Snap Out of the Funk

I’m behind on my blog-reading (I have an RSS reader that sucks in all the blog posts I think I want to read and stores them in a handy place–I’m sure you know all this, but I’m still fascinated by the technology…). Anyway, I was slogging through my blogs and came to a post from Sept 30 by Meg Rosoff over at Writer Unboxed. What she said spoke directly to me. Allow to quote a bit of that blog for you here:
Image
(This is Meg, photo courtesy of Writers Unboxed)
 

Whenever I do any teaching, I inevitably get twenty-five middle aged aspiring writers sitting around a table looking mournful. “I got halfway through my book,” they all say, “and then I got stuck.”

This is when I think a cattle prod would come in handy for creative writing classes. “Of course you get stuck you silly people,” I practically scream. “Getting stuck is what happens. Everyone gets stuck!”

“Well, so, what do we do?” they chorus in funereal tones.

“You work harder,” I tell them. “You snap at your family, you feel depressed, you waste time on Facebook and Twitter, you clean the house (but only when you’re really desperate), you devour whole cakes, you pace, you despair. You read other peoples’ books that are better than any you’ll ever write and you cry. Eventually you get so desperate that you just write some nonsense, and if you’re lucky, something in that nonsense clicks with something in your brain, and you start to see a way through. If you’re not lucky, it doesn’t click, and you have to be depressed for another day. Or a week or a month.”

They stare at me, mouths open, twenty-five identical versions of Munch’s portrait, The Scream.

“Yup,” I say. “That’s what you do. That’s what I and everyone I know does, anyway.”

 
(End quote)
 
Did that speak to you, too? Did you read that and think, “YES! That’s exactly the way it works for me. Why didn’t anyone warn me, before I started on this journey of learning how to write, that it’d be FULL of days and weeks and months like this?”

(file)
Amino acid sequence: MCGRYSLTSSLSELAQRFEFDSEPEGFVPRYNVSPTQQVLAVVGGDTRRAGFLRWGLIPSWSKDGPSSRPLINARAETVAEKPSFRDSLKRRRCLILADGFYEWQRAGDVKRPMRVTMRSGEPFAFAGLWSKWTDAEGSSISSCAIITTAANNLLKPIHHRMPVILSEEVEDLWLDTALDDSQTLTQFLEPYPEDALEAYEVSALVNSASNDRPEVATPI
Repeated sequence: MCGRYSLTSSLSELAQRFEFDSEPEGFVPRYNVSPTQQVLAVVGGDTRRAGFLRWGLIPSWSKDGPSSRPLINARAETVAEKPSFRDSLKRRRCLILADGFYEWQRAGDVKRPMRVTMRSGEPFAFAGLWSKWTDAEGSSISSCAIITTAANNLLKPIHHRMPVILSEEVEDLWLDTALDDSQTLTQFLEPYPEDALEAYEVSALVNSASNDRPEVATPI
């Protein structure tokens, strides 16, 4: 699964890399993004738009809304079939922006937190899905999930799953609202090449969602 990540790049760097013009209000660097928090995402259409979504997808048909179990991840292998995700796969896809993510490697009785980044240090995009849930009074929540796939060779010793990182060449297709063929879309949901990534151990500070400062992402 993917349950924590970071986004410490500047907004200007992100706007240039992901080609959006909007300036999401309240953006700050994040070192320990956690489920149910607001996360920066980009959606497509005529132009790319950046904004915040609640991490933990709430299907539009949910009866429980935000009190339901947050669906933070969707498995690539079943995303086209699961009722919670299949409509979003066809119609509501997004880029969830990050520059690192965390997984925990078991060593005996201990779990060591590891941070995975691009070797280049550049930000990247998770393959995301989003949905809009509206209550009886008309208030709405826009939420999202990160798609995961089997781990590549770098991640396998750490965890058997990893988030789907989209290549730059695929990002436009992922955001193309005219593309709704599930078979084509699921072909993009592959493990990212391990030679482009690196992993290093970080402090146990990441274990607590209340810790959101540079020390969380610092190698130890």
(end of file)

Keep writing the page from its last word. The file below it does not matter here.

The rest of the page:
I’m just now coming off a 2.4 month period of this “being stuck” business. I haven’t written anything new aside from blog posts. I’m not sure they count. Anyway, my two current WIPs (works in progress) are boring, and I don’t want to open them up. I’m so frustrated, my muse showed up one day and I kicked her out the back door, wanting nothing to do with her or with writing. Does that happen to anyone else? Apparently so, according to Meg.
 
I managed to snap myself out of it, and I’m going to tell you what I did. It might not work for you, but it worked wonders for me and my awesome critique buddy, Melody. Get ready to take notes, because here it is, in a numbered list (because I love lists and they make me feel like I accomplished something, which I did–because now I have a LIST when I didn’t have one before, but I digress):
 
1. I whined to my friend Melody that I hadn’t written anything since July. She whined back that SHE hadn’t written anything in months, either. We both silently agreed that coffee and pastry were not going to work this time. It was the end. Our writing careers were over. We both have agents, but neither of us is published, and Life Just Sucks. 
 
2. Knowing I wasn’t alone in my despair actually made me feel a little better. I told Melody about a stupid dream I’d had the night before, starring her and I as twin sisters fighting crime like superheroes. By the way, she’s Indian and I’m Scandinavian. We don’t look anything alike, in real life or in the dream. I know, stupid dream, but it was funny and I got a kick out of sharing it with her.
 
3. Melody agreed that it was a hilarious dream and said I should write it. 
 
4. I opened a clean Word document and started writing. Pretty soon, I had nearly 4,000 new words. And they were funny! It was a genre I’d never tried before (urban fantasy), it included more humor than I’d ever used in a written work, and best of all, I had NEW WORDS. I sent it to Melody and told her to write the next chapter. Within a day, she sent it back to me with another 1,000 words written. For the first time in ages, she’d written New Words, too! She was excited to be out of The Funk, just like me.
 
We haven’t taken the story any further than that. And it doesn’t matter if it never goes anywhere else. The fact is, it pulled BOTH of us out of our writing funks. My creative juices are flowing again, and I want to write. More importantly, I want to write something my agent would love to read. Like maybe the piece she asked for back in July. 
 
Bottom line: when you’re in a funk, pick a genre you’ve never tried before, go to your best critique buddy, and write something together. What’s the worst that could happen? You don’t write anything? You’re already writing nothing. But maybe you’ll get Something out of it and unstick each other. It’s worth a shot.
 
Share with me – what have you done in the past to get out of a writing funk? We all get stuck. How did you get unstuck?
 
-Sonja
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